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04 December 2011

PRINGLE BAY SATURDAY 03 DECEMBER 2011. Rubber-duck swept out to sea, 2 men rescued


File Picture: Stephen Smit

At 15h33 NSRI were alerted by eye-witnesses to two men being swept out to sea on a rubber-duck at Pringle Bay. They were 400 meters off-shore and being blown further out to sea by strong off-shore winds when the Gordons Bay volunteers were called out.

The duty crew launched JACK RILEY and NSRI Hermanus volunteer sea rescue duty crew responded in their NSRI rescue vehicle towing HUNTERS GOLD RESCUER to be launched on-scene.
The Metro EMS Skymed helicopter, the SA Police Services, The local Community Police Forum members and the Overberg Metro EMS were also activated.

Local Pringle Bay resident Roger Parsons, watched the drama unfold from his balcony and using a telescope to keep tabs on the casualty craft, kept the responding resources up to speed on the location of the casualty craft.

The Metro EMS Skymed helicopter arrived on-scene first and quickly located the rubber-duck, 1 nautical mile off-shore. Metro EMS rescue swimmer Michael Cloete was deployed into the water, from the helicopter, and he secured both of the men who were then hoisted, one at a time, into the helicopter.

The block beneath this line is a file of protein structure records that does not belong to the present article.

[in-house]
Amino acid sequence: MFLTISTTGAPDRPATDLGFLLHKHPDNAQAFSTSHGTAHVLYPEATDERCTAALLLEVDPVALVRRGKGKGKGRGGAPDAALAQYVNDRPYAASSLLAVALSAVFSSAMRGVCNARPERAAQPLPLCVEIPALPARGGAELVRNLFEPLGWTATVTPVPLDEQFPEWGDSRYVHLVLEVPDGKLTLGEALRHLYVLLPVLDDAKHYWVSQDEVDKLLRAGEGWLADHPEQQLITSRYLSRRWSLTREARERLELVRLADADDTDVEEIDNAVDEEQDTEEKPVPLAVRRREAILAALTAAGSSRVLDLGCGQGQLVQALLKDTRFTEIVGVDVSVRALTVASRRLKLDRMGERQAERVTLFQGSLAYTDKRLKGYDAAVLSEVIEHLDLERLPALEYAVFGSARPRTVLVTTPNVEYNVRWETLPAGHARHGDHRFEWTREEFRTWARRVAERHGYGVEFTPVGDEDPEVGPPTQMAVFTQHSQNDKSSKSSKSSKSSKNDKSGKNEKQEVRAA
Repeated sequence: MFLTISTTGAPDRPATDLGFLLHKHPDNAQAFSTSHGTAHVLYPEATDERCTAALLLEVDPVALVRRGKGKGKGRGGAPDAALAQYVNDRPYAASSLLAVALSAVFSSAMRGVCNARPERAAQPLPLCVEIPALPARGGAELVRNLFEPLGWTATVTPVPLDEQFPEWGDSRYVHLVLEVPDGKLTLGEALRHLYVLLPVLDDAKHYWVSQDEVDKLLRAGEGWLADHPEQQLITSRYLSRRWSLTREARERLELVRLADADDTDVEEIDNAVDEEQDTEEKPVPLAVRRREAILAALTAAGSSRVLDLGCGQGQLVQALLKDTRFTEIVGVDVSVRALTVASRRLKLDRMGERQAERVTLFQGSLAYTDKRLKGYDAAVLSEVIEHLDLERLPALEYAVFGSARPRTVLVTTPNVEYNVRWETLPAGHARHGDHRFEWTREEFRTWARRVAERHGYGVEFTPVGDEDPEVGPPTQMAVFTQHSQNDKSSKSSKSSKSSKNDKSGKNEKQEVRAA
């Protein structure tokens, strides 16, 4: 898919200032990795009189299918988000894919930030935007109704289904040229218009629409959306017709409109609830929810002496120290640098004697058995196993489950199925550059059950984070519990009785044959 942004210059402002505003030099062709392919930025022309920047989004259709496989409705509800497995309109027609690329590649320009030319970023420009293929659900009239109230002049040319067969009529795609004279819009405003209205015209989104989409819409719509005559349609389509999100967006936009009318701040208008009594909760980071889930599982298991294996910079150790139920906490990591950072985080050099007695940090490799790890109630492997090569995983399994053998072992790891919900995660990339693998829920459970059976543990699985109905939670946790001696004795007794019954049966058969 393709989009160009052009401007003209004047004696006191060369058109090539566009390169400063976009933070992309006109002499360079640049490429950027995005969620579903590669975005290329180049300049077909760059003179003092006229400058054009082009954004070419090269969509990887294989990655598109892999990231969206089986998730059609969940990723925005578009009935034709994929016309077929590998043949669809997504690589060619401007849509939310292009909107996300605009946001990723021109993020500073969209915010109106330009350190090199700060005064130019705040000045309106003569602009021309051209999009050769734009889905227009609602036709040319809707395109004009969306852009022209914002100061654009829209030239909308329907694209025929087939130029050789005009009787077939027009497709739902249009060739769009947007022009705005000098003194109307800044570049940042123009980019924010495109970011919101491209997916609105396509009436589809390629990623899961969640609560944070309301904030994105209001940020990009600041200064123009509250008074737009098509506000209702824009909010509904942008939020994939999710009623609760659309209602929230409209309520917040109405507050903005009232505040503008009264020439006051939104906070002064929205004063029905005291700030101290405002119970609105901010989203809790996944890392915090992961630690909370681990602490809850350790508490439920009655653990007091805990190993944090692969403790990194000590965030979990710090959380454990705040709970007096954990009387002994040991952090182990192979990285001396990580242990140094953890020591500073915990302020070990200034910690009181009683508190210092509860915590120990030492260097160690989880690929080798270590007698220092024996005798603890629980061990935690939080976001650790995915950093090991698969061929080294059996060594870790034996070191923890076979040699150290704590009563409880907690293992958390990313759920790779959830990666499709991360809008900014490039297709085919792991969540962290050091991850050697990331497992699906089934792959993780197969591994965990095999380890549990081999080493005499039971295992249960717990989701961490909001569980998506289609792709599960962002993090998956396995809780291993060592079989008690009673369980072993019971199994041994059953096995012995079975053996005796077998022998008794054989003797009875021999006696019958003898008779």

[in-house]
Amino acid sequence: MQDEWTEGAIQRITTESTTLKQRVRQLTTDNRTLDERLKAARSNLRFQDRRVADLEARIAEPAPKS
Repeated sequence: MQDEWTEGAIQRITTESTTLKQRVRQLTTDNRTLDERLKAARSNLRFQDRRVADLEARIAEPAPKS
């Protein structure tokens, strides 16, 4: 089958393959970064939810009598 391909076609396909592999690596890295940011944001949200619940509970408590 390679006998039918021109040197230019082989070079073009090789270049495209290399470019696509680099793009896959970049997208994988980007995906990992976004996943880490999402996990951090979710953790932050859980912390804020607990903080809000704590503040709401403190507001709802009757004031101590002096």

Once both men, and the rescue swimmer, were safely inside the helicopter they were brought ashore and reunited with family members who had been waiting anxiously on the shore.

Both men were treated for mild hypothermia but they required no further medical attention.

The two men, Julian Petersen, 40, and Patrick Adams, 45, from Grassy Park, showed extreme relief while being rescued and both men and their families have expressed their sincere gratitude to their rescuers.

The men’s red 5 meter rubber-duck remains adrift at sea and navigational warnings are being posted by Maritime Radio Services warning vessels in the area to keep a lookout for the navigational hazard.

NSRI appeals to anyone coming across the boat to report its whereabouts to sea rescue authorities. The boat is expected to run aground along the False Bay coast.

-NSRI